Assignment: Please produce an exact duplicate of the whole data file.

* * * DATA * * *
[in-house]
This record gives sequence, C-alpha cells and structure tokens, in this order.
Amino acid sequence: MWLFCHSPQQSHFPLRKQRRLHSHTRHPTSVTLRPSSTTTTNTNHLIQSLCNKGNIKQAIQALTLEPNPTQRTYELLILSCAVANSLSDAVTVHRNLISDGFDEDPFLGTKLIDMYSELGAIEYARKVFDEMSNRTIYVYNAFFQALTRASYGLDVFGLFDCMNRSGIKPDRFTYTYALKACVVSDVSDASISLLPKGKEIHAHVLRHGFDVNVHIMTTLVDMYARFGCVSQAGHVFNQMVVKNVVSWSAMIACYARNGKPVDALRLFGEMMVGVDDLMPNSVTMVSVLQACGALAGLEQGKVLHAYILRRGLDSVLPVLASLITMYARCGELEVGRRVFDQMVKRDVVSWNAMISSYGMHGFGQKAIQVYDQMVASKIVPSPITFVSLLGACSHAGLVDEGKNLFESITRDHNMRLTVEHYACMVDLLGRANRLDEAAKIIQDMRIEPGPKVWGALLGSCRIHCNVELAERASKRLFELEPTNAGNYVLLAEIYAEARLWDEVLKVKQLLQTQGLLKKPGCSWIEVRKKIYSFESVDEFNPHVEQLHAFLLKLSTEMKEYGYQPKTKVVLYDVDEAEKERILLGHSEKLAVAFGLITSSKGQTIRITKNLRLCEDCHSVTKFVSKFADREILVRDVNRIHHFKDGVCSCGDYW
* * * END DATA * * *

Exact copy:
[in-house]
This record gives sequence, C-alpha cells and structure tokens, in this order.
Amino acid sequence: MWLFCHSPQQSHFPLRKQRRLHSHTRHPTSVTLRPSSTTTTNTNHLIQSLCNKGNIKQAIQALTLEPNPTQRTYELLILSCAVANSLSDAVTVHRNLISDGFDEDPFLGTKLIDMYSELGAIEYARKVFDEMSNRTIYVYNAFFQALTRASYGLDVFGLFDCMNRSGIKPDRFTYTYALKACVVSDVSDASISLLPKGKEIHAHVLRHGFDVNVHIMTTLVDMYARFGCVSQAGHVFNQMVVKNVVSWSAMIACYARNGKPVDALRLFGEMMVGVDDLMPNSVTMVSVLQACGALAGLEQGKVLHAYILRRGLDSVLPVLASLITMYARCGELEVGRRVFDQMVKRDVVSWNAMISSYGMHGFGQKAIQVYDQMVASKIVPSPITFVSLLGACSHAGLVDEGKNLFESITRDHNMRLTVEHYACMVDLLGRANRLDEAAKIIQDMRIEPGPKVWGALLGSCRIHCNVELAERASKRLFELEPTNAGNYVLLAEIYAEARLWDEVLKVKQLLQTQGLLKKPGCSWIEVRKKIYSFESVDEFNPHVEQLHAFLLKLSTEMKEYGYQPKTKVVLYDVDEAEKERILLGHSEKLAVAFGLITSSKGQTIRITKNLRLCEDCHSVTKFVSKFADREILVRDVNRIHHFKDGVCSCGDYW